Unit cohesion - the bond between soldiers that reinforces their dedication to their mission and each other - is a goal of all military leaders. But desire and reality don't always converge. The collection of disparate soldiers in Joydeep Roy-Bhattacharya's novel The Watch is recognizable to many: disenchanted with their mission, they question their leader's decisions. But when a legless woman appears on the perimeter of the base demanding the return of her brother's body, she becomes the unlikely catalyst for an evolution towards a state of unity. Stranger things have happened in war. Never mind that this story has been told before; Roy-Bhattacharya's offering is based on the Greek classic Antigone (see 'Beyond the Book'), with perhaps an unintended nod to Herman Wouk's The Caine Mutiny, but his rendering is as disturbing as Antigone and stands as an original itself.
Nizam, an Afghan woman who loses her legs to the "bomb that decimated [her] family," arrives outside a remote army outpost to collect her brother's body for a proper burial. Her brother, who wore a black turban that identified him as a "Sayyid, a descendant of the Prophet Muhammed," led a devastating attack on the base. Nizam speaks with a logic that confounds those who head the war and who seek to use her brother's body as an example to other would-be mujahideen. Her's is a basic and guttural undertaking, and the wisdom she displays is greater than that of all the generals and politicians combined and is more than the soldiers are capable of responding to.
The story is told through a series of first-person narratives, a ploy that breaks the novel into sections by Nizam, the soldiers, and their Tajik interpreter. Each of them relates information about their time before arriving at the desolate outpost; all hate the Talib, a simple point that they don't seem to understand about each other; and none of them are allowed to complete their story before another character is introduced to continue the thread. Through that narrative structure, Roy-Bhattacharya leads the reader down a path of discovery and demonstrates how misunderstanding can be perpetuated in what is ultimately a microcosm of the war itself.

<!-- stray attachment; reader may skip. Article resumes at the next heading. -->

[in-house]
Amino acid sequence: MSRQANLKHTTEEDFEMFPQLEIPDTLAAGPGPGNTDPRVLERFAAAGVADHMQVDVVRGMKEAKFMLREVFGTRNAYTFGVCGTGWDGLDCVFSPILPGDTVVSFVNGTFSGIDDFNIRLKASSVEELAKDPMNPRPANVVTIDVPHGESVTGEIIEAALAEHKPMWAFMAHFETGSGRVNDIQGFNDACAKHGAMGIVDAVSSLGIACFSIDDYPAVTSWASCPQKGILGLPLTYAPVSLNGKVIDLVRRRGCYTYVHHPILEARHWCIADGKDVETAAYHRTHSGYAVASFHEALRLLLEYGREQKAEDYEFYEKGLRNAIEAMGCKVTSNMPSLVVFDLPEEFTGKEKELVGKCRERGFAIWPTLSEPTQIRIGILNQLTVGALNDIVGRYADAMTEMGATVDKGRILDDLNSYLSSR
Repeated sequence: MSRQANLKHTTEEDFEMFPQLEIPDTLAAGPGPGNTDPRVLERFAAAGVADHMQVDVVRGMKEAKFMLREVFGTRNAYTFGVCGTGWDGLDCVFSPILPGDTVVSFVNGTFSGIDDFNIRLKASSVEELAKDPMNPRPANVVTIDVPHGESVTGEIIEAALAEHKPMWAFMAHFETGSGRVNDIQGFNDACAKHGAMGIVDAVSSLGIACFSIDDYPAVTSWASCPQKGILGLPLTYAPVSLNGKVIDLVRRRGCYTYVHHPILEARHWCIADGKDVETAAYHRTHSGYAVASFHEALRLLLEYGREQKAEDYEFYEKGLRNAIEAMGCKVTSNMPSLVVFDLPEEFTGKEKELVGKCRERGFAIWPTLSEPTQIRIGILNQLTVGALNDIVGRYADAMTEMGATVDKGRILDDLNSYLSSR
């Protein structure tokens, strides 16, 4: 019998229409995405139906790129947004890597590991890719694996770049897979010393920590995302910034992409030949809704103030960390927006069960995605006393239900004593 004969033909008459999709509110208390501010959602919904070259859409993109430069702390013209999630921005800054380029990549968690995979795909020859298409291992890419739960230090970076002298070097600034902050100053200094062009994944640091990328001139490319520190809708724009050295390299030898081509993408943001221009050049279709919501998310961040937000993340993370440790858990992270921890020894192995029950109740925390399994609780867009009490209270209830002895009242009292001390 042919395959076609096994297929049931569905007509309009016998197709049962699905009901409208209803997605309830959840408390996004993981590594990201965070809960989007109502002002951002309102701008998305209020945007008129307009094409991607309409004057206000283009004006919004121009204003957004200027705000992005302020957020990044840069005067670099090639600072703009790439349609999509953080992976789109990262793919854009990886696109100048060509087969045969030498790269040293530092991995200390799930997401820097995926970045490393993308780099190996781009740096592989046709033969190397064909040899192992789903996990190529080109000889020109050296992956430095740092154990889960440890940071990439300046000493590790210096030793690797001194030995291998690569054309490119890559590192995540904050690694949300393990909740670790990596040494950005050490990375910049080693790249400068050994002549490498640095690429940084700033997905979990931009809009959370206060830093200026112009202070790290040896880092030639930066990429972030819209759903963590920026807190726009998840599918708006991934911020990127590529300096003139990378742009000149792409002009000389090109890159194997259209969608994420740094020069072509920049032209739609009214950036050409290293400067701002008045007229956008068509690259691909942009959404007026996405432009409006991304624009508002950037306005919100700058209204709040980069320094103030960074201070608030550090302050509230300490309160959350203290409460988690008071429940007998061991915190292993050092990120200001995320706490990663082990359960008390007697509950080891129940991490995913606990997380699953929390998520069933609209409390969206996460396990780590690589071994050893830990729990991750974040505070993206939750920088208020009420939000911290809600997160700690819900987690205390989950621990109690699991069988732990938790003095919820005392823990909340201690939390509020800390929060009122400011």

There is no protagonist per se. Each of the narrators assumes the role when relating their individual tales. The story revolves around Nizam who is initially feared by the soldiers. She struggles to maintain her virtue in plain sight of them, yet still she tries to "picture how they must see [her] from their side." Her narrative provides readers with a perspective that is denied to the soldiers, and it succinctly situates readers as her surrogate to witness "their side."
All the characters are brought to life through their first-person musings - their backstories and points of view are defined through reminiscences as well as dialog with each other. Dream sequences that meld into reality, and vice versa, create a surreal atmosphere that crosses from the conscious world to the unconscious, mimicking the blurred line between life and death in combat.
The Watch is a tale that illustrates the futility of war at its most basic level. It's a tragedy, as is Antigone, but then again, what war story isn't? Sophocles offers thinly veiled criticisms of war in Antigone - it's amazing that those criticisms are still relevant and can still define a work of modern fiction.
This review was originally published in June 2012, and has been updated for the March 2013 paperback release. Click here to go to this issue.
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